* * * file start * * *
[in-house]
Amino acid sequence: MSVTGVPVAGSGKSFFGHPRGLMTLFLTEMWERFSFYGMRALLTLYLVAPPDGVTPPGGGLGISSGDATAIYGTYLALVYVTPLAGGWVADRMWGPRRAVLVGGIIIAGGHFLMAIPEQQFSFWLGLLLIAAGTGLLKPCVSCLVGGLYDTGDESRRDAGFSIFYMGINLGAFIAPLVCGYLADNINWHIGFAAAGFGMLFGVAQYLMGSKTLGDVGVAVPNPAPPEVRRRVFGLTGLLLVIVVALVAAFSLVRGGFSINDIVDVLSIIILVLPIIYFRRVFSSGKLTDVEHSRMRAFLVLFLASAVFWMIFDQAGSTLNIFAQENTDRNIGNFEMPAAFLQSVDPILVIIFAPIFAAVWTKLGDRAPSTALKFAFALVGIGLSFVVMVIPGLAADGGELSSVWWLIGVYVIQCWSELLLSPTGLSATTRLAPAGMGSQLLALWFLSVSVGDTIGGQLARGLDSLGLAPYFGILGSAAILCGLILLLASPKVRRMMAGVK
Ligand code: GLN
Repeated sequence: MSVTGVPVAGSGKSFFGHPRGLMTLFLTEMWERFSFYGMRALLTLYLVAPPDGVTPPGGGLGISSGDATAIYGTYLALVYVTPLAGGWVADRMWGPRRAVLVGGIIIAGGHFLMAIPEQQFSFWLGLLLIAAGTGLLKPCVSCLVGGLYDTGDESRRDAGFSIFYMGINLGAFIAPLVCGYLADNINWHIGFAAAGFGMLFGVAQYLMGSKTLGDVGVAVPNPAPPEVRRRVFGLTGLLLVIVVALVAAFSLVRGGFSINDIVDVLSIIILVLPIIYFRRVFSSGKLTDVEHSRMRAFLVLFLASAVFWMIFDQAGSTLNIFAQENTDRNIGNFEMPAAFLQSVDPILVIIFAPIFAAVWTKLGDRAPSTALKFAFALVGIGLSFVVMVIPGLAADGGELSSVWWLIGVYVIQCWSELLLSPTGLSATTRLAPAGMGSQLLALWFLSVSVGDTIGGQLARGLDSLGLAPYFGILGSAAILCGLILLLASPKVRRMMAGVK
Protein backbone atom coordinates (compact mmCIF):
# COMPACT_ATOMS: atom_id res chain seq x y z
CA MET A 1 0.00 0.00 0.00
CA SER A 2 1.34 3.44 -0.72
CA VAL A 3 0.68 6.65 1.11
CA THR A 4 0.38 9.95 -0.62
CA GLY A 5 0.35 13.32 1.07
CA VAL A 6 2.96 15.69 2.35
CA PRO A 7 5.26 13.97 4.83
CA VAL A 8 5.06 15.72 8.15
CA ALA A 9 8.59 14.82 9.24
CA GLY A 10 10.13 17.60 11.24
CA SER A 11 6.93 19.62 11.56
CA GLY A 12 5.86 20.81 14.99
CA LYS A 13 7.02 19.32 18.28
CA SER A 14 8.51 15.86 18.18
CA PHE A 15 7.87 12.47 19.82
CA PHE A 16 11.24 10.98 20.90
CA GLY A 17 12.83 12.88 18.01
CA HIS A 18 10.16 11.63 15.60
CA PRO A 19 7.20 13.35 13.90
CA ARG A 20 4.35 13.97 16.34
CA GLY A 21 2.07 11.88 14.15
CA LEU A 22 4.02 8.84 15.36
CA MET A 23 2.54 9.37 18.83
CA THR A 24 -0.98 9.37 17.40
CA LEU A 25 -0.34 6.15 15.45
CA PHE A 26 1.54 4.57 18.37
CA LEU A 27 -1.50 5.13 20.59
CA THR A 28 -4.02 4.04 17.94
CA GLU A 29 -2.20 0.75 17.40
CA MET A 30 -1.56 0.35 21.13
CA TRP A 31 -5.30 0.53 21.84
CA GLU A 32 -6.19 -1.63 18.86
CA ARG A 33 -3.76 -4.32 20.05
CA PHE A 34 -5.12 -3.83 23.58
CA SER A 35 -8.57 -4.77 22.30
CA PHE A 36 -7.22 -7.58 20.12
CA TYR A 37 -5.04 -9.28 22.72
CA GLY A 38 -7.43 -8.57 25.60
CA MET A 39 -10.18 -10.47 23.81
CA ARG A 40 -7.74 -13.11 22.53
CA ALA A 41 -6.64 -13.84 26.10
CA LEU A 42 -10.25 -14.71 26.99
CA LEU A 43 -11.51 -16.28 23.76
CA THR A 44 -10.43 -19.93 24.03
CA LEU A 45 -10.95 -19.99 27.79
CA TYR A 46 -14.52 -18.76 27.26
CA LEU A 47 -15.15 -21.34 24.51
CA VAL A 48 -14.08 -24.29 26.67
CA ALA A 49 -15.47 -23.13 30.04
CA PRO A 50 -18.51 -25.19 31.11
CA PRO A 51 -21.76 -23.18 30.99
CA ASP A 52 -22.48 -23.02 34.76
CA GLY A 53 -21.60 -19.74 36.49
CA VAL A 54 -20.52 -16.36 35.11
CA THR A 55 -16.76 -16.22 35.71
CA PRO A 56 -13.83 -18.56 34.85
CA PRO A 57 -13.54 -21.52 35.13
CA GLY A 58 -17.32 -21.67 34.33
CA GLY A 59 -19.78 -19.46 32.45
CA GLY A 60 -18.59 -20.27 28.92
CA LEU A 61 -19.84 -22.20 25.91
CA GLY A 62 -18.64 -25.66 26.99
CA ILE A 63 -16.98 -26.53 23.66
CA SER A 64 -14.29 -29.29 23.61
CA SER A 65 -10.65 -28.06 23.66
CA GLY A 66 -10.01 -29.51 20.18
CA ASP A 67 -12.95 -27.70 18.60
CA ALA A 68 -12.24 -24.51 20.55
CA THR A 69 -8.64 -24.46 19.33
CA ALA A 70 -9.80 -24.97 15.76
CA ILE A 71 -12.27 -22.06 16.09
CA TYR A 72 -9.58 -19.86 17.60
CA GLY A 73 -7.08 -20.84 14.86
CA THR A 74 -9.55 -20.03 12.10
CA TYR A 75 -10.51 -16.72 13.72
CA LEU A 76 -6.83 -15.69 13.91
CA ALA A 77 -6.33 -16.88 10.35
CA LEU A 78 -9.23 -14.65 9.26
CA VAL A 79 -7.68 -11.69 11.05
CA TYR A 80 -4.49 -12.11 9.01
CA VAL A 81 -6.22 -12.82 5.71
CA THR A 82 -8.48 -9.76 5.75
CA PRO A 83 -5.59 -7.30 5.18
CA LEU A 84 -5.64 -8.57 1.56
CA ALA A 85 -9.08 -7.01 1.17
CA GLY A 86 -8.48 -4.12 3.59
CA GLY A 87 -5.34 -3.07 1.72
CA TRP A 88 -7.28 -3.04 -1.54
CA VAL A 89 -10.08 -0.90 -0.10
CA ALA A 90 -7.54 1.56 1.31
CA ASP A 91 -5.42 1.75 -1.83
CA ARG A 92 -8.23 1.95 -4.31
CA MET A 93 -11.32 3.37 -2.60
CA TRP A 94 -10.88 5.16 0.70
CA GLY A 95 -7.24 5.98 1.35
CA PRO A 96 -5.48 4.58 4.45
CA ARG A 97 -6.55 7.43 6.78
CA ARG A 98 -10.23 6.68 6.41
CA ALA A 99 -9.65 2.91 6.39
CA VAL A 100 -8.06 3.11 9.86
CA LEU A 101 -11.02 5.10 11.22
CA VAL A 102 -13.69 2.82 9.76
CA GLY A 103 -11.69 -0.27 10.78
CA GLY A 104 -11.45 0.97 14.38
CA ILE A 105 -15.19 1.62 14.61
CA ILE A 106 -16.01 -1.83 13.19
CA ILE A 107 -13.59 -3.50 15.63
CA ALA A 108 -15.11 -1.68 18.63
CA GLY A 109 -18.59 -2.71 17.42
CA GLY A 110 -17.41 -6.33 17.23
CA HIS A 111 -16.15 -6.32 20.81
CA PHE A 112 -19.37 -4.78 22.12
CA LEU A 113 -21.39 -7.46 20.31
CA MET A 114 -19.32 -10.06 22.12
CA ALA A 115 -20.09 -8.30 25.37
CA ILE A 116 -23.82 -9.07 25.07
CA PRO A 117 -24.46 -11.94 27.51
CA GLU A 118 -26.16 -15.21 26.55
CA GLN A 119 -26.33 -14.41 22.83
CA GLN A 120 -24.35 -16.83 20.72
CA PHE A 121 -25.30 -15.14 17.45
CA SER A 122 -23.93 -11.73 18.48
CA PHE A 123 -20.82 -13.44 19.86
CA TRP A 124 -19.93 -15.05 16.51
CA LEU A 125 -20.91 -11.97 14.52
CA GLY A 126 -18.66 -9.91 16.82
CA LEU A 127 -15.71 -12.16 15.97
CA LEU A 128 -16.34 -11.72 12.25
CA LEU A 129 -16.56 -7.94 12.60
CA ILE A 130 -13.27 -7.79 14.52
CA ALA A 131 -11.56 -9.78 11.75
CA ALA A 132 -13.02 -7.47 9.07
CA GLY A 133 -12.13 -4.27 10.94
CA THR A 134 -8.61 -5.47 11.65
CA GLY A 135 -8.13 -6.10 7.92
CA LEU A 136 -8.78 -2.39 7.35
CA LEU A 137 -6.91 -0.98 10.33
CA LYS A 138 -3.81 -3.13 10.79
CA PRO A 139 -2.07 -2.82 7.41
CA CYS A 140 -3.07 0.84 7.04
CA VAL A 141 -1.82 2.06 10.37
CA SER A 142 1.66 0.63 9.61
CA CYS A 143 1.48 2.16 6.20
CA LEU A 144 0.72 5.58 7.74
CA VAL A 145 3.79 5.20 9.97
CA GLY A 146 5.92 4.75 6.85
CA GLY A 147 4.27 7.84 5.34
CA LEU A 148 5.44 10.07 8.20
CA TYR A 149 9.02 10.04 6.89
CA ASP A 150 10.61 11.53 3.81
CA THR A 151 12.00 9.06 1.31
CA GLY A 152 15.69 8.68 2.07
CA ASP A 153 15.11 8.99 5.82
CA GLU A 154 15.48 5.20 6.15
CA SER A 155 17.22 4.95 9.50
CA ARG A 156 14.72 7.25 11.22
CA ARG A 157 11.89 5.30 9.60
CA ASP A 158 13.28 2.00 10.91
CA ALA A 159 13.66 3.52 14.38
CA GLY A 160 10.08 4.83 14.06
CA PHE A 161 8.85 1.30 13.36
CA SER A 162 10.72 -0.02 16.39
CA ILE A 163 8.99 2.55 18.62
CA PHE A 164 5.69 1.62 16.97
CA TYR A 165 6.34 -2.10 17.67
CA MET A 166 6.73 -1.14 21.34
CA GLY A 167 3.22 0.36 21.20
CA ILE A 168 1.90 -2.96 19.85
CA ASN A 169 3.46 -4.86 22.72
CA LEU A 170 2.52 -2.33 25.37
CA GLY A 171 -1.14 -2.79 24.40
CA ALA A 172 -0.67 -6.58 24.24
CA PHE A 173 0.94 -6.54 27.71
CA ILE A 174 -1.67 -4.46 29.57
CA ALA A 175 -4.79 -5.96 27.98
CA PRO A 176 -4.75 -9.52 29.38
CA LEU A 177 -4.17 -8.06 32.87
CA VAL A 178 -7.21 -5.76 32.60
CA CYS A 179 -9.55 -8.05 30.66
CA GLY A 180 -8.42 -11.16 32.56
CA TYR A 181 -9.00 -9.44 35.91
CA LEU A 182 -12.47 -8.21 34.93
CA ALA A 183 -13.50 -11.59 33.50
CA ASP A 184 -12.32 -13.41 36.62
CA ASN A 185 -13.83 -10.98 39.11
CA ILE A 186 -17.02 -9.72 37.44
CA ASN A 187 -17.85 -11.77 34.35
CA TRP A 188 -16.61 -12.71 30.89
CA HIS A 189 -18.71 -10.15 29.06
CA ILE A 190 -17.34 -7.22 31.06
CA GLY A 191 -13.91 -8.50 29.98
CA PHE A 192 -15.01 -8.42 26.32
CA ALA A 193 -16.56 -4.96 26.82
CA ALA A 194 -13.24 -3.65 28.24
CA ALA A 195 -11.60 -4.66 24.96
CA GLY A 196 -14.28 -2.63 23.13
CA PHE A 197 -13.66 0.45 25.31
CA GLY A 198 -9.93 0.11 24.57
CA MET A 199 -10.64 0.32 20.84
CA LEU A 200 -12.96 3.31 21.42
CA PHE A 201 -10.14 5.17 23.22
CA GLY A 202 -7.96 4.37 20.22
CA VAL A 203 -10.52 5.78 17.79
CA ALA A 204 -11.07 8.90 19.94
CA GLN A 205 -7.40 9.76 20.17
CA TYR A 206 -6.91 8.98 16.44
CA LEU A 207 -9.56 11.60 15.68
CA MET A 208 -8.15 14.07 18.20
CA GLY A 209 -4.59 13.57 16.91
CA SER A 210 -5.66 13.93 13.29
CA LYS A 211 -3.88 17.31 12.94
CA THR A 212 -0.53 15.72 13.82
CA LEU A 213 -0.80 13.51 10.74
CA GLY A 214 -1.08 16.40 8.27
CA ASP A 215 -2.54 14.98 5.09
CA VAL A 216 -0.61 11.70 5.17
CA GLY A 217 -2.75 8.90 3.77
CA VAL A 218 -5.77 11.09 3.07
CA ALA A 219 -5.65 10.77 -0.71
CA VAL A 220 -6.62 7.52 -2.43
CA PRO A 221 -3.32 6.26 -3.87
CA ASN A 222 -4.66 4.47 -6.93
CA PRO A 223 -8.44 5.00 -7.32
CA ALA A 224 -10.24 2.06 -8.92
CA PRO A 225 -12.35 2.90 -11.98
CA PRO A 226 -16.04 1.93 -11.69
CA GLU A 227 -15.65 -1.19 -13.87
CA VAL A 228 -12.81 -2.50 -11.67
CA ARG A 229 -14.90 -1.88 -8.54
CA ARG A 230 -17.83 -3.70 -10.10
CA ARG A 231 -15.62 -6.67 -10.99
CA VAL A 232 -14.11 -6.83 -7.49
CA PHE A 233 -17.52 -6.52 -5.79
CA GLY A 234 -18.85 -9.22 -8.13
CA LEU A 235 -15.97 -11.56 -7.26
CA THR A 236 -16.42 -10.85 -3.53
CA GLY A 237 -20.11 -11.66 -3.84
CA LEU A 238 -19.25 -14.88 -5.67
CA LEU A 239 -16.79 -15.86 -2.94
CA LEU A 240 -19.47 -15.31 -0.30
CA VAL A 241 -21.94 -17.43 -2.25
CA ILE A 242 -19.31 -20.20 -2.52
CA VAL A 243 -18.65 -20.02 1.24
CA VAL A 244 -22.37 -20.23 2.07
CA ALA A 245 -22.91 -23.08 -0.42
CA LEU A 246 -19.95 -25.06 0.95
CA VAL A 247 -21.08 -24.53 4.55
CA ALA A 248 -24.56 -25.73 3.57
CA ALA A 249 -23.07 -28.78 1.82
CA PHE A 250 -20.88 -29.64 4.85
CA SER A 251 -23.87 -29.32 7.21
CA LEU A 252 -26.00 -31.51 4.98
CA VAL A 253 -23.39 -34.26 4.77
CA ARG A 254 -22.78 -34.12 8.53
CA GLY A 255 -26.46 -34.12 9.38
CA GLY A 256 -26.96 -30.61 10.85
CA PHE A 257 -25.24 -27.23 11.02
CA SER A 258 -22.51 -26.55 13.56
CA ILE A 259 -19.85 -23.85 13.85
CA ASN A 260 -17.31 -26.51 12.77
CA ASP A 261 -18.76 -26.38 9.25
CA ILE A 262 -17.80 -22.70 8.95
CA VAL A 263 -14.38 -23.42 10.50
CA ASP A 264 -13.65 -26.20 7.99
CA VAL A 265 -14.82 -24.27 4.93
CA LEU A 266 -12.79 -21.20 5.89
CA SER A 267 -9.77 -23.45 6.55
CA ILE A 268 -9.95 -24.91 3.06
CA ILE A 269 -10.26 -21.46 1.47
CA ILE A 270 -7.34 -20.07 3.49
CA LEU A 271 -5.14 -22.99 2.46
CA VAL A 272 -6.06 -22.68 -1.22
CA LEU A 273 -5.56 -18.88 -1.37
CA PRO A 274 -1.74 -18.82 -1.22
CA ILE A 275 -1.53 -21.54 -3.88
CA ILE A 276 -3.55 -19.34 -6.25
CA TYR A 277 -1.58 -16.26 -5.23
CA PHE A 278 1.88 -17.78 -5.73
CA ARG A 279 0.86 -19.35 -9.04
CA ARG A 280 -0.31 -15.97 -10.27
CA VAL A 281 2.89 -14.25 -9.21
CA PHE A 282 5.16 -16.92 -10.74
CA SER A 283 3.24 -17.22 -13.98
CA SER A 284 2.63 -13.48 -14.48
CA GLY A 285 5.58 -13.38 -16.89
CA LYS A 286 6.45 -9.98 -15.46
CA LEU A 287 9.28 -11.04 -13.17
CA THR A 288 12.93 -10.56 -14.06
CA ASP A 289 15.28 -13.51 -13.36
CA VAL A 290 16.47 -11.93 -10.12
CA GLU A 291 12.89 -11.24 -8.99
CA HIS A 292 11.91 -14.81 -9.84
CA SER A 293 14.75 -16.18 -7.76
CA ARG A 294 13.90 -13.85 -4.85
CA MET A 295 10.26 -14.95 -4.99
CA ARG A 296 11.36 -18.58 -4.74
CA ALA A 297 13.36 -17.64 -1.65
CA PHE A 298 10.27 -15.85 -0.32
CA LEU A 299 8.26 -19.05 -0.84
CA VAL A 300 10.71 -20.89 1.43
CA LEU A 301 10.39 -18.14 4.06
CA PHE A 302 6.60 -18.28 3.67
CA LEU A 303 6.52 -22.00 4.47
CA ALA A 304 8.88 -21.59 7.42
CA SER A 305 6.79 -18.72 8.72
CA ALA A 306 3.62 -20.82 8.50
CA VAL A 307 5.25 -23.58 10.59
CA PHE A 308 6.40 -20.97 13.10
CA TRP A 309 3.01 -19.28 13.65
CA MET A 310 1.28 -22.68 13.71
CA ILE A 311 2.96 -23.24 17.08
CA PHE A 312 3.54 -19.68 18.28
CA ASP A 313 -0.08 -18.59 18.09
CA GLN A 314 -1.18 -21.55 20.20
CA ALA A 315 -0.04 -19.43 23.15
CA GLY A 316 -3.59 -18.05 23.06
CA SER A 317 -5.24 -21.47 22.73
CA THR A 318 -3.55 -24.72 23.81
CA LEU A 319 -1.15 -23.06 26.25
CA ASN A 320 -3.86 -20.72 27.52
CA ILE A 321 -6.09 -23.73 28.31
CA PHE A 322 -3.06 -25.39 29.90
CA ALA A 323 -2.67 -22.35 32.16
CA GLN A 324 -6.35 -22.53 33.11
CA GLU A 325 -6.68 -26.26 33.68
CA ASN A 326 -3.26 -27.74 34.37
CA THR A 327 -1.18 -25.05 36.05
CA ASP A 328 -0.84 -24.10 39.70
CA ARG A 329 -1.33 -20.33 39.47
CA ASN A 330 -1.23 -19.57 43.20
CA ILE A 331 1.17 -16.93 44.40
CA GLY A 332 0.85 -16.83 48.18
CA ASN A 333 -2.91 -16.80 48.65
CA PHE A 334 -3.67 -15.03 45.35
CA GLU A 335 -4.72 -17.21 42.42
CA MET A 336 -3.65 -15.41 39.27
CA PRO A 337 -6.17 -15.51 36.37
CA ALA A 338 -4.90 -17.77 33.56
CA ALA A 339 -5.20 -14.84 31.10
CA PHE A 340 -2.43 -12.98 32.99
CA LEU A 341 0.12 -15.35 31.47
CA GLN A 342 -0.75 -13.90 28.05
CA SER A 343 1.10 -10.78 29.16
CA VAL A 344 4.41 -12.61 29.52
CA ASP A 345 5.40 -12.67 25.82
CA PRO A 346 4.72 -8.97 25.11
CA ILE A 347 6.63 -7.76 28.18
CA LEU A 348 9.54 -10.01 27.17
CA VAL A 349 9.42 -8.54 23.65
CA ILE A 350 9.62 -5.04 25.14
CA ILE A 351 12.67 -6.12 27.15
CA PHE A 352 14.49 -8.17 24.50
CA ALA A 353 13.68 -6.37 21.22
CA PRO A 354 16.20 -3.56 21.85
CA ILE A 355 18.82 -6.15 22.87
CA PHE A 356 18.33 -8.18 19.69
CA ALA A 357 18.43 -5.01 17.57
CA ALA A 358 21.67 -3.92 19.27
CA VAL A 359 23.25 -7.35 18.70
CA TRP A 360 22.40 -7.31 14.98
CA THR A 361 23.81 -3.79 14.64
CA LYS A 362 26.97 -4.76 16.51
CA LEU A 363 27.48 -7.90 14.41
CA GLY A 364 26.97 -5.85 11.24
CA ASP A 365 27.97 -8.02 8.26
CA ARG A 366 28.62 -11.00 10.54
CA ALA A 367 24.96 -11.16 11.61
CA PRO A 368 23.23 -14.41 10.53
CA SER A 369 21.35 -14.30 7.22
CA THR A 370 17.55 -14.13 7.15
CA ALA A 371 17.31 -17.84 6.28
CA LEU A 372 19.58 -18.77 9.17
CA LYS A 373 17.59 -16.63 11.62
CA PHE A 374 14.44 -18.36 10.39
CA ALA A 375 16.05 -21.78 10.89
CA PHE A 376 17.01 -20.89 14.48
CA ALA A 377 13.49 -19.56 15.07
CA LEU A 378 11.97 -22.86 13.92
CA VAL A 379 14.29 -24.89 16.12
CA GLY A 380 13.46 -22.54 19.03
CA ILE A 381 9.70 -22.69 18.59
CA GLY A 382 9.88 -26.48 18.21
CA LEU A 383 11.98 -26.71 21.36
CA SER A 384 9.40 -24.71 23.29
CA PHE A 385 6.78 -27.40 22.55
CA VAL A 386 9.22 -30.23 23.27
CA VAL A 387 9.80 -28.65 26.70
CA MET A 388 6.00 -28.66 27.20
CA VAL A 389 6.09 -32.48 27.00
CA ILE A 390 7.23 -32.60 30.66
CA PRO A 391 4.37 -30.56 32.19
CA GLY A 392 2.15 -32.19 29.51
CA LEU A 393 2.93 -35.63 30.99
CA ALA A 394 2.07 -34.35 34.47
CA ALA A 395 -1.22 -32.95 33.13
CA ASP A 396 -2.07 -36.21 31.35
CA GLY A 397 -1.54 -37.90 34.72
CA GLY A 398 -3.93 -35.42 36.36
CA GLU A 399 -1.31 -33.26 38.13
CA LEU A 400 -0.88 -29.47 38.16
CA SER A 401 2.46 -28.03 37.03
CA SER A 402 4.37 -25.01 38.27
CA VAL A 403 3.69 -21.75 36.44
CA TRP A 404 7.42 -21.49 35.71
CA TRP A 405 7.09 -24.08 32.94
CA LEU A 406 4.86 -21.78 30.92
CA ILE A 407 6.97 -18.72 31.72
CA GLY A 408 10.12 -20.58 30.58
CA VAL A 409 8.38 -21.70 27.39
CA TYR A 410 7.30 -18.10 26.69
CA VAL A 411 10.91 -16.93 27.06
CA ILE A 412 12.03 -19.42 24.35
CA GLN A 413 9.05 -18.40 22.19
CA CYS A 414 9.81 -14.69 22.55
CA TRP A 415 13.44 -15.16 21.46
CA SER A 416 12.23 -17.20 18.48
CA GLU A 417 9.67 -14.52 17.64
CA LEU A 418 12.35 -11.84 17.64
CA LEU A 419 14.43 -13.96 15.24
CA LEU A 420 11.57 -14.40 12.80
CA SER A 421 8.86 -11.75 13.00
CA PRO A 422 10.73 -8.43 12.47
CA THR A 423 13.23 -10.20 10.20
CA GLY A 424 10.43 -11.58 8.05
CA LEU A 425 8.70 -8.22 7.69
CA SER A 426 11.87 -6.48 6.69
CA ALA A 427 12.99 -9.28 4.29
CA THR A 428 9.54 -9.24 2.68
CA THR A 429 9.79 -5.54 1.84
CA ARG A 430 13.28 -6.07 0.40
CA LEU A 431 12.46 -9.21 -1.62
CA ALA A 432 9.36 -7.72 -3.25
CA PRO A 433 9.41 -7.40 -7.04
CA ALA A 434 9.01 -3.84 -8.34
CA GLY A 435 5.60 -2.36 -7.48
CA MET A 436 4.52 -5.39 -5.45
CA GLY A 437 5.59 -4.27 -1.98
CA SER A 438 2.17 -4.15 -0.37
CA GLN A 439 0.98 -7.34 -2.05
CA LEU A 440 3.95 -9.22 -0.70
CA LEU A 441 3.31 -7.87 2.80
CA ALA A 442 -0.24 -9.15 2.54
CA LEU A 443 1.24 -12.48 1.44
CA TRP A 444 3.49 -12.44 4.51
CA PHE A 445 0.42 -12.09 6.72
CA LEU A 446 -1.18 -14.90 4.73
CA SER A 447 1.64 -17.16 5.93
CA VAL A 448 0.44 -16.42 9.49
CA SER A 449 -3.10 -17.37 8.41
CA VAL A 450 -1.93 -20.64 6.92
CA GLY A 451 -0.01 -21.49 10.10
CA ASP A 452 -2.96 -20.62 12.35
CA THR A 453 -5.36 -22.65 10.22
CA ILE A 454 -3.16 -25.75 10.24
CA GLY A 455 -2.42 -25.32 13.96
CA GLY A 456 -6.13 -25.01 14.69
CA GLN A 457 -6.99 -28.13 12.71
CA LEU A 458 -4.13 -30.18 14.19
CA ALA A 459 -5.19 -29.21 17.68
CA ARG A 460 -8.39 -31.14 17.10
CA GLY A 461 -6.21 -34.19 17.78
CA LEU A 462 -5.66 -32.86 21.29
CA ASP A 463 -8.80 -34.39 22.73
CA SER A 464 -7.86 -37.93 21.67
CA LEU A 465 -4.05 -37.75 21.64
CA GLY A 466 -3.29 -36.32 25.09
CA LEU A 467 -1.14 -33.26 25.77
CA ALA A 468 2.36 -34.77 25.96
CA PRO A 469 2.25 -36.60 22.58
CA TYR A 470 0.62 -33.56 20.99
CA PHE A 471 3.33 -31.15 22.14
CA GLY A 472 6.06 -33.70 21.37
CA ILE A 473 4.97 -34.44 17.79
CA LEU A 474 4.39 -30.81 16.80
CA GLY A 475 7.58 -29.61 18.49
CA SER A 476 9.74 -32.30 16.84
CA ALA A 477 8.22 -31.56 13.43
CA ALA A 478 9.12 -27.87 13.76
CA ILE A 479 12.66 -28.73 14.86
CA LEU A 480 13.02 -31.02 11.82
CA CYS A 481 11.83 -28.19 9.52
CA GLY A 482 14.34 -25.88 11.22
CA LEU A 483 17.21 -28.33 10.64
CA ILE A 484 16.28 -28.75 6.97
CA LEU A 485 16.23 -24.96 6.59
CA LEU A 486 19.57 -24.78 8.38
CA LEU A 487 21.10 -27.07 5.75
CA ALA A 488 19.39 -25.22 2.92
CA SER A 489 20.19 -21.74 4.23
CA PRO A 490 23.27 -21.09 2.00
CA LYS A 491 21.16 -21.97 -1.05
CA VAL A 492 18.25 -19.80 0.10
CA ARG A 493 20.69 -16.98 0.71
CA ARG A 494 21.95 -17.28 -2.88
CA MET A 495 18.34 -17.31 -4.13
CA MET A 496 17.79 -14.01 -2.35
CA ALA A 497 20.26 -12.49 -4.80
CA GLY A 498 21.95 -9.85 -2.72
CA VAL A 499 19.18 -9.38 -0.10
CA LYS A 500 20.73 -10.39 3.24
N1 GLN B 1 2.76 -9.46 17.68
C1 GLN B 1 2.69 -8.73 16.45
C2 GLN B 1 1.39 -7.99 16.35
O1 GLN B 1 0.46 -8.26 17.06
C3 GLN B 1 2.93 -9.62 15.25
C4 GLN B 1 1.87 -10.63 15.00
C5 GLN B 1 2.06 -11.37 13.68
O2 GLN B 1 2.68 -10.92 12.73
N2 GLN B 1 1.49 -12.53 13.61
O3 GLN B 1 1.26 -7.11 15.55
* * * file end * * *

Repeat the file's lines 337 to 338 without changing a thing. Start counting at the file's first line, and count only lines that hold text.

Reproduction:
CA ILE A 331 1.17 -16.93 44.40
CA GLY A 332 0.85 -16.83 48.18